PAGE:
Three in a row: SCOTUS upholds marriage equality, Obamacare, Fair Housing Act

WASHINGTON – The Supreme Court’s 5-4 ruling June 26 upholding equal marriage rights for same-sex couples came just hours after their similar split decisions upholding Obamacare and the Fair Housing Act.

All three rulings touched off celebrations by tens of millions of progressive-minded people across the United States – a majority of the people. And the string of decisions cast a pall of gloom over right-wing Republicans.

Especially grim were the Republican candidates for president who all vowed to continue their war against marriage equality, the Affordable Care Act, and anti-discrimination measures in general.

President Obama hailed the marriage equality ruling written by Justice Anthony Kennedy for affirming “what millions of Americans already believe in their hearts.” He added, “We have made our union a little more perfect.”

Just a day earlier, the president greeted the Supreme Court’s historic 6-3 ruling upholding the Affordable Care Act. Five years ago, Obama said, Congress approved health care reform, upholding the notion “that health care is not a privilege for a few but a right for all.” He added, “The Affordable Care Act is here to stay.”

The health care ruling upheld the legality of the system of federal subsidies for low-income people enrolled in Obamacare in the 34 states that have refused to establish state-run “exchanges.” Written by Chief Justice John Roberts, the decision broadly upholds the ACA statute as a whole rather than focusing narrowly on parts of the law.

Officials had foreseen disaster if the court had ruled against Obamacare, predicting that premiums for millions of recipients would have doubled or tripled. Many would have been forced to drop insurance completely. Some predicted that the system would collapse.

Michael Keegan, president of People for the American Way, greeted all three rulings. The equal marriage decision, he said, “should be celebrated by everyone who cares about equality for LGBT people. …Today’s ruling is one for the history books.”

On the decision upholding the Fair Housing Act, Keegan pointed out that it was approved in 1968 just days after the assassination of Dr. Martin Luther King Jr. and “stands as a tribute to his work and legacy.” The racist massacre at Emanuel AME church in Charleston, S.C., last week, Keegan added, “makes perfectly clear, our nation’s long struggle with racism is far from over.”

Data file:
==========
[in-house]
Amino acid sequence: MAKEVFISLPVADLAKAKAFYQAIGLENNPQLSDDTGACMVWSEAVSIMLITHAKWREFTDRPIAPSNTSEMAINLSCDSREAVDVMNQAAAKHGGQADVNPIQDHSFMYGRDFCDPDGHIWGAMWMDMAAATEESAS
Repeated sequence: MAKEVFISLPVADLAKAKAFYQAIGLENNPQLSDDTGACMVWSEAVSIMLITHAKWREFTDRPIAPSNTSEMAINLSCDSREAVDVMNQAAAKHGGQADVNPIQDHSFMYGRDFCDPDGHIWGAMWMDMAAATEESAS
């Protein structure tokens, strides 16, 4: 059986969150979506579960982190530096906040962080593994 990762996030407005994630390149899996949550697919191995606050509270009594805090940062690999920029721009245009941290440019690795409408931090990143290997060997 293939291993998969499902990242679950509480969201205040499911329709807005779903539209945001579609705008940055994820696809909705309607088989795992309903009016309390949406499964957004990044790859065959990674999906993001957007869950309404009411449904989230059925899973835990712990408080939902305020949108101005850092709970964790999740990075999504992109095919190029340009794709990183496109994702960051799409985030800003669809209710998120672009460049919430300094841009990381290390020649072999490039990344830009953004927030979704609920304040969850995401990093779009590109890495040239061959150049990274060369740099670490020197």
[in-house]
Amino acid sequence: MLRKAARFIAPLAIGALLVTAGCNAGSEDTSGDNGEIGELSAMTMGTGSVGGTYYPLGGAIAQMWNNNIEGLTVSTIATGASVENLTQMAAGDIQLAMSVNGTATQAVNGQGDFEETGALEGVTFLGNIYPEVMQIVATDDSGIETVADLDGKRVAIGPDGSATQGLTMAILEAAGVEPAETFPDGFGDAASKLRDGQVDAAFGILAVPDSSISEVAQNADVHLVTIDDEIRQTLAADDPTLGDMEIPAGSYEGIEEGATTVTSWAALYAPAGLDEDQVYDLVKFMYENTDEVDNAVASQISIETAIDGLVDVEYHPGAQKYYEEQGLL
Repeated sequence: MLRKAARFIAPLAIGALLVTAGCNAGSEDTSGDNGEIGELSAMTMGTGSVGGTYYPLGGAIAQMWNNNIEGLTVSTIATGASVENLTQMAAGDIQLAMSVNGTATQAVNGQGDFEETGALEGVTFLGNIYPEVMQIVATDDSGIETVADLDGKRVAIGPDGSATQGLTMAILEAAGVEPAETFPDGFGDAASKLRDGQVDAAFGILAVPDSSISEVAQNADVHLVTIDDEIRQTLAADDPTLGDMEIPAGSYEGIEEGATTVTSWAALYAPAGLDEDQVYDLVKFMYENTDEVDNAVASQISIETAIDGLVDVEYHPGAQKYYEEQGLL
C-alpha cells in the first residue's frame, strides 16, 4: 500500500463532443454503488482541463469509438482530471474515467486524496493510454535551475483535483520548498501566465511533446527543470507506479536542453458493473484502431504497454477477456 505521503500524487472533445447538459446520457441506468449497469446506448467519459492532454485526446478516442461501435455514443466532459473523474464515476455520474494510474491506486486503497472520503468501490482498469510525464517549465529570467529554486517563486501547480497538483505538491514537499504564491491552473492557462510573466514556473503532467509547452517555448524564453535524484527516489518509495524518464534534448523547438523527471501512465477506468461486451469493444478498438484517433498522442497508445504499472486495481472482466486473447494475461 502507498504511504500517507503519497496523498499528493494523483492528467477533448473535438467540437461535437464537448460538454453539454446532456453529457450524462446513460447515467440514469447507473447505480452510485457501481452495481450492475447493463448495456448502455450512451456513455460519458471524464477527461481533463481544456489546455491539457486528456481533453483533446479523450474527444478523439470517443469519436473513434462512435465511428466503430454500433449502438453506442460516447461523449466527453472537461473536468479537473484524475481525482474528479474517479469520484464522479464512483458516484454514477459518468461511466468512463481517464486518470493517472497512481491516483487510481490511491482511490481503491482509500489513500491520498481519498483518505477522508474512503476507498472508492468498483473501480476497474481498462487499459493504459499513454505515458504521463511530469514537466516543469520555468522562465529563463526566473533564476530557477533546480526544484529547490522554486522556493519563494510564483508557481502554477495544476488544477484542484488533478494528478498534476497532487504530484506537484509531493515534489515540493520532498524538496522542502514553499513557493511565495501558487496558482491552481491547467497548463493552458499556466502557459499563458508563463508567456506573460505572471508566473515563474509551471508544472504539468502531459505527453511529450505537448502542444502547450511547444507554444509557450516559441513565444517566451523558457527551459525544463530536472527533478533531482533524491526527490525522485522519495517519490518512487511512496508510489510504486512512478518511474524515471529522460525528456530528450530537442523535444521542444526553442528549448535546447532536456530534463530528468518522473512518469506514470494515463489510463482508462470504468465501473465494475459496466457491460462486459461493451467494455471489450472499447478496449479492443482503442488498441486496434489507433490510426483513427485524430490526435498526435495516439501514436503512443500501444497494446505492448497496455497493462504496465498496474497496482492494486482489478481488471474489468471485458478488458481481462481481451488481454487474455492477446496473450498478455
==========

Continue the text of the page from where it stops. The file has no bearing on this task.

Keegan likewise hailed the ruling upholding the Affordable Care Act but added, “in a sane court system, there is no way this case would have made it to the court, let alone receive the support of three justices.”

He stressed, “This decision should be a reminder of how much is at stake in our nation’s highest court and how critical it is that Americans consider the Supreme Court as we choose our next president.”

The keenest hope of the ultra-right is that they seize control of the White House in 2016 so that a tea party Republican chooses the next Supreme Court justice. Justice Ruth Bader Ginsburg, one of the staunchest liberals on the high court, is in frail health.

Human Rights Campaign, the largest organization “fighting for lesbian, gay, bisexual and transgender equal rights,” hailed the high court’s ruling. HRC immediately sent messages to the 13 states that still outlaw marriage equality “to take immediate action to ensure that all justices of the peace begin issuing marriage licenses to all eligible couples,” warning that refusal to grant licenses to same-sex couples “allows the discriminatory impacts of an un-Constitutional law to continue.”

Photo: Rep. Mark Takano, D-Calif., left, sings the National Anthem after the Supreme Court ruled 5-4 to legalize same-sex marriage throughout the United States, June 26. Members of the Gay Men’s Chorus of Washington, Mark Uhen, in glasses, Bill Cutter, and Thea Kano, far right, led the song. (Photo by Tom Williams/CQ Roll Call) (CQ Roll Call via AP Images)

 


CONTRIBUTOR

Tim Wheeler
Tim Wheeler

Tim Wheeler estimates he has written 10,000 news reports, exposes, op-eds, and commentaries in his half century as a journalist for the Worker, Daily World and People’s World. Tim also served as editor of the People’s Weekly World newspaper. He lives with his wife Joyce in Sequim, Wash. His new book, “News From Rain Shadow Country,” is a selection of writings covering his childhood and youth growing up on a dairy farm near Sequim in the 1950s and his retirement on the family farm in recent years. Tim’s much anticipated complete memoirs will be out later in 2017.

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